Have you ever found yourself lumped in with a group of others where assumptions were made about you? A week or so ago, I was having a conversation with a man in Tijuana who had recently been deported. I had walked up to a group of men at Casa del Migrante, a shelter for men where my traveling companions and I were staying for a couple of nights and my first question to the group was “Do any of you speak English?” One of the men said “Yes, and I don’t speak Spanish either! “ He was born in Mexico but had gone with his family to the United States as a young child, had spent 50 years in the US but had not become a citizen and was recently deported. He was now in a country with no relationships and he did not speak the language. He asked me where I was from and I told him that I was from North Carolina and he said, “I like country music too!” I replied, “What makes you think I like country music? I don’t!“ My new friends and I got a good laugh because I had made assumptions about them and they had made assumptions about me. Friends, we do this all the time.
Throughout Encuentro along the Mexican border, as we met with immigration experts and visited ministries and organizations on the front lines, it was clear that there are no simple answers to the complexity of immigration issues. Regardless of how one feels about who should be able to enter the United States, we must realize that those who come have varied reasons for doing so, and as we attempt to understand their stories and as we remind ourselves that they are God’s beloved children and are of sacred worth, it can be more difficult for us to put them all in a box.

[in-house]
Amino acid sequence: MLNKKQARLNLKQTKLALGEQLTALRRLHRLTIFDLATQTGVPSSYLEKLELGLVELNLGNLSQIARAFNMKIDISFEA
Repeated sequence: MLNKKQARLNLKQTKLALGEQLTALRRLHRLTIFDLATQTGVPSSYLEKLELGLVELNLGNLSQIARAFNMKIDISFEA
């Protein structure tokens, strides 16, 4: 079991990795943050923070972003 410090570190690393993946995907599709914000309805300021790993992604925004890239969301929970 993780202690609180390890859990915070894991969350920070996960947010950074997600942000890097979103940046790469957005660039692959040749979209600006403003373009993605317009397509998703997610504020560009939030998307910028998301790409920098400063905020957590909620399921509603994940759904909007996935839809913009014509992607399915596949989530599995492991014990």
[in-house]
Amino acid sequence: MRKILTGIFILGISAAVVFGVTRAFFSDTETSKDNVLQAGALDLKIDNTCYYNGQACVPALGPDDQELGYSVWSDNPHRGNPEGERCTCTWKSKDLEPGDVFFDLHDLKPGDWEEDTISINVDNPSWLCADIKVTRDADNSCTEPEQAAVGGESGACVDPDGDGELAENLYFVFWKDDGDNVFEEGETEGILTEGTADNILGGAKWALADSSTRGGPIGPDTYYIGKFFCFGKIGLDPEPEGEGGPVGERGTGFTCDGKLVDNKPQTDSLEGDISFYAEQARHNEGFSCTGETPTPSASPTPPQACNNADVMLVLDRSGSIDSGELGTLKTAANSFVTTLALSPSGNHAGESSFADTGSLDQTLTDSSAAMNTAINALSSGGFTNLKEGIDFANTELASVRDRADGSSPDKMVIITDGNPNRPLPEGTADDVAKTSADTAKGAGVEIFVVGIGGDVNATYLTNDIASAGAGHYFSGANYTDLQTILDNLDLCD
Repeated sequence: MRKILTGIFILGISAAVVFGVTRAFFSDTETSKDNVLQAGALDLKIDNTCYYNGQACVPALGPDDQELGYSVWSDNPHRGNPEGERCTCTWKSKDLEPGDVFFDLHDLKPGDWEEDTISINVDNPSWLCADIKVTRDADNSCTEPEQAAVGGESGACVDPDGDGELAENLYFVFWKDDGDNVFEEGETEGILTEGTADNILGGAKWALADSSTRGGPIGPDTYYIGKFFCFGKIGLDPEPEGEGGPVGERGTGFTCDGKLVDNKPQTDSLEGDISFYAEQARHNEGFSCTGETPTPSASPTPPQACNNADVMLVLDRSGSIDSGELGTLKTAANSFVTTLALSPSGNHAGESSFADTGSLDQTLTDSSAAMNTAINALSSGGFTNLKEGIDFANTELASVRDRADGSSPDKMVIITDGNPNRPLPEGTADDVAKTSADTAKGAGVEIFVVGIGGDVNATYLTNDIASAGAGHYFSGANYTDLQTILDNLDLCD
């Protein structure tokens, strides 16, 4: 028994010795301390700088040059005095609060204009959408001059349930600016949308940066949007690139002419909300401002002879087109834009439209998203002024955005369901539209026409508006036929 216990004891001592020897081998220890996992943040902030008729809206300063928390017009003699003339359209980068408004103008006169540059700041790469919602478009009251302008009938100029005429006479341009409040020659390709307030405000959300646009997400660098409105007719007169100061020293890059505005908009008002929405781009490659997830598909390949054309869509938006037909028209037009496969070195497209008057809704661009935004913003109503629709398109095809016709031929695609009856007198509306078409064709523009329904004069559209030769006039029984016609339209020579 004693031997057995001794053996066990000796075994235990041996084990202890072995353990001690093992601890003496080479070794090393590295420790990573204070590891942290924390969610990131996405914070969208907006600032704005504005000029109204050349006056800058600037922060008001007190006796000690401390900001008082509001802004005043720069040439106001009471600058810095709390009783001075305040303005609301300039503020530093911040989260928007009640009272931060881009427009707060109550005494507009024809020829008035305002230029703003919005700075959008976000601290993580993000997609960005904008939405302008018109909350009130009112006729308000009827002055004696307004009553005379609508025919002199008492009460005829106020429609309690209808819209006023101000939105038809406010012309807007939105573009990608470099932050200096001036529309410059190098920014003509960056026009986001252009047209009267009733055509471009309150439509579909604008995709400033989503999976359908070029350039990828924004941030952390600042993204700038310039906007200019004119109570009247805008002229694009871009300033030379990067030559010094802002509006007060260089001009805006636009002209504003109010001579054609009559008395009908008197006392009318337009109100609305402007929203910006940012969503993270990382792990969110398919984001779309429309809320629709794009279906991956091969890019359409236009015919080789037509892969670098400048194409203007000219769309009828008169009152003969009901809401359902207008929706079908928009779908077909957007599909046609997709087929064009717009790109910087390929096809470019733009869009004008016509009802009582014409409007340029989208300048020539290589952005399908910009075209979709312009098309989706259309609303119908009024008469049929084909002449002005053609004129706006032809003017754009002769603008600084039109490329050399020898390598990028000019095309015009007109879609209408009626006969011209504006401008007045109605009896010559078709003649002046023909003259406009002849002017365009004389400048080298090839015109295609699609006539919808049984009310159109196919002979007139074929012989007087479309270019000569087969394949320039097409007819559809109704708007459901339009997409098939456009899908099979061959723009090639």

In response to one of my Facebook posts throughout Encuentro where I was sharing what we were learning, a friend of mine sent me a private message suggesting that all undocumented immigrants are “illegals” who have no place in our country. He also suggested that all immigrants were people who harm or murder others. Seriously?
It reminded me of similar comments made by some of my friends when sharing about a recent pilgrimage to Israel and Palestine. Some of my friends wanted to suggest that all Palestinians are terrorists. I can assure you that is not the case as I was given the gift of meeting and hearing the stories of a number of very peaceful Palestinians in the land where Jesus was born and raised. It is unfair to generalize. We often do the same thing with other races, nations, genders, etc.
For the record, please do not put me in the “Christian” box that tends to enjoy generalizing and oppressing others. Jesus reminds us over and over about how we are to welcome the stranger and to love our neighbors as ourselves. My prayer is that now that I’ve been annoyed by the speck in the eye of others, that God will reveal to me those places where I need to work on getting the log out of my own eye because I’m sure it’s in there pretty deep.
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Claire – Let’s Stop – 06.08.2017
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